<18> Academic quarters seem to be willing listeners too. In a recent interview, Derrick De Kerckhove declared that he imagines a future with no state as we know it today, but only a "government on demand" where all the services that citizens (customers?) need are within reach of a click on the mouse.[11] Then, De Kerckove argues, we could really do without traditional parties and ideologies, especially since their usefulness is pretty much in doubt today. Also, this would not be such a dramatic event, for nowadays we already experience a dual existential dimension. On one side we exist as individuals, made up of flesh and bones, on the other we are 'digital persons', whose lives enfold on the Net. De Kerckove's final remarks underline the growing synergy of humans and technology which, in turn, has generated an increasing interest in so-called posthuman philosophies (Hayles 1999) and posthuman politics (Gray 2001). The question remains whether "A cyborgian public realm" which includes "a whole variety of non-human organisms, yet-to-be-named assemblages of things and multitudinous chains of agency... actually represent a political advance over an anthropocentric public sphere grounded in some workable variant of inter-subjective understanding"(Gandy 2004). If anything, "The increasing significance of non-human decision-making marks a radical technological intrusion into those spheres of human cognition both Frankfurt School and Heideggerian philosophical traditions have sought to protect" (Gandy 2004).

<19> This essay has often lingered upon questions, unresolved contradictions, paradoxes, hence it is only too appropriate that it should end on a similar interrogative mode. Do a pervasive Internet connectivity and technologies for discussion (blogs, news bulletins etc.) change the degree to which people can participate in governance? Will emerging social technologies facilitate a more democratic system of government? What is the appropriate role of technology in political campaigns? I think one could safely argue that there is nothing inevitably doomy or intrinsically virtuous about the Internet and that democracy, as we know it, will certainly have to undergo some serious permutations, in order to face up to the challenges of a post-political world. However, if it gives up on its claims of infallibility, democracy still constitutes the best firewall we have against the political dangers of unchecked neo-liberalism. We have to resist the computer mystics' utopian calls, as well as the apocalyptic prophesies of the technophobics, and aim instead for easy and widespread access to communication and media technologies. While Habermas's ideal public space was mostly an urban and, in many ways, elitist phenomenon, we have to make sure that the civil discourse which flourishes along the arcades of our electronic polis will be more inclusive than its illustrious predecessor. What happens next is not written in the stars, it is only up to us to determine.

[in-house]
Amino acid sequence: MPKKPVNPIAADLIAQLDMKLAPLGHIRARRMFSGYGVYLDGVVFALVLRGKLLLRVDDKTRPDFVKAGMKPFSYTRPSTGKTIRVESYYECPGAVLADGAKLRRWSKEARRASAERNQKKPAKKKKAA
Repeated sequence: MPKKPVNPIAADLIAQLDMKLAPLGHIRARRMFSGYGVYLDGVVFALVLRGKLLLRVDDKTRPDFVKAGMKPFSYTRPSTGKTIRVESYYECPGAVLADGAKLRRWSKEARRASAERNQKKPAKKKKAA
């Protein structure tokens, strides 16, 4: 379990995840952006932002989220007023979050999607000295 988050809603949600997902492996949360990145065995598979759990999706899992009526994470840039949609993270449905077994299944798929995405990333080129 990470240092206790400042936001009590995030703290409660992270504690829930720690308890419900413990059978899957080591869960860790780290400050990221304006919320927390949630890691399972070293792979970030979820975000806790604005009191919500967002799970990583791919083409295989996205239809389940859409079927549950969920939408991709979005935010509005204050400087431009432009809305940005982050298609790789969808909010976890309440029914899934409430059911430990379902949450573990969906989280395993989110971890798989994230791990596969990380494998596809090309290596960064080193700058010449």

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Notes

[1] Internet Engineering Task Force (IETF) is the main standard organization for the Internet, an open, international community of network designers, operators, vendors and researchers concerned with the evolution of the internet architecture and its smooth operation. [^]

[2] Flaming means sending harsh abusive mail.  It includes such things as name-calling, public criticism of another member of the group, personal attacks, baiting, raising issues, or responding to posts in a deliberately inflammatory manner. [^]

[3] On the meaning of the word glocal see <http://jolo.jmk.su.se/students/global04/mediaday/glocal/glocaljour.htm> [^]

[4] The interview with Derrida from which this quote is taken is available at <http://culturemachine.tees.ac.uk/Cmach/Backissues/j002/Articles/art_derr.htm> [^]

[5] An interesting development has been the arrival in the blogosphere of vBlogs, short for video blogs, and photo blogs. To know more visit <http://www.vblogcentral.com/> and <http://hypertext.rmit.edu.au/vog/>. [^]

[6] See the interesting article by M. Warschauer "Reconceptualizing the Digital Divide" at <http://www.firstmonday.dk/issues/issue7_7/warschauer/>.

And the Digital Divide project whose aim is to provide "equitable and meaningful access to technology" so that "all children step into the 21st Century" available at < http://www.pbs.org/digitaldivide/>. Bruce Sterling makes an important point when he says that "digital alphabetization is an important component of alphabetization itself". Interview with Giuseppe Granieri in Il Sole 24 Ore, 26 February 2004. [^]

[7] Coleman notes the personal/political nexus, but fails to mention its origins in the political culture of the Sixties, a political culture of which the Internet still bears many traces. The phrase is commonly attributed to Carol Hanisch in her essay "The Personal is Political" in Redstockings collection *Feminist Revolution*, March 1969, pp.204-205. [^]

[8] For opposing views on the idea of the 'echo chambers' see David Weinberger "Is there an Echo in Here?" 20 February 2004 available at <http://www.salon.com/tech/feature/2004/02/20/echo_chamber/index_np.html?x> and "Echo and the Bunny Men" at <http://www.emptybottle.org/glass/2004/02/echo_and_the_bunnymen.php> [^]

[9] The interview is available (in Italian) at <http://www.lastampa.it/_web/_INTERNET/meglio_del_web/internet/archivio/internet041026a.asp> [^]

[10] Interview available at <http://www.downes.ca/cgi-bin/website/find.cgi?string=site~Corante>. On the specific issue of blogging as a way to foster new forms of citizenship see T. Dunlop, "If You Build It They Will Come. Bloogging and the New Citizenship", at <http://evatt.labor.net.au/publications/papers/91.html>. Dunlop argues "that the distinction between "the" intellectuals and the citizens is often overstated and tends to be anti-democratic, assigning the vast mass to the passive role of spectator in most societal debates. And here's where blogging comes in". [^]

[11] The interview is available (in Italian) at <http://www.unita.it/index.asp?SEZIONE_COD=HP&TOPIC_TIPO=&TOPIC_ID=40376>. For examples of e-government see Mattia Miani's "Civic Networks: a comparative view". [^]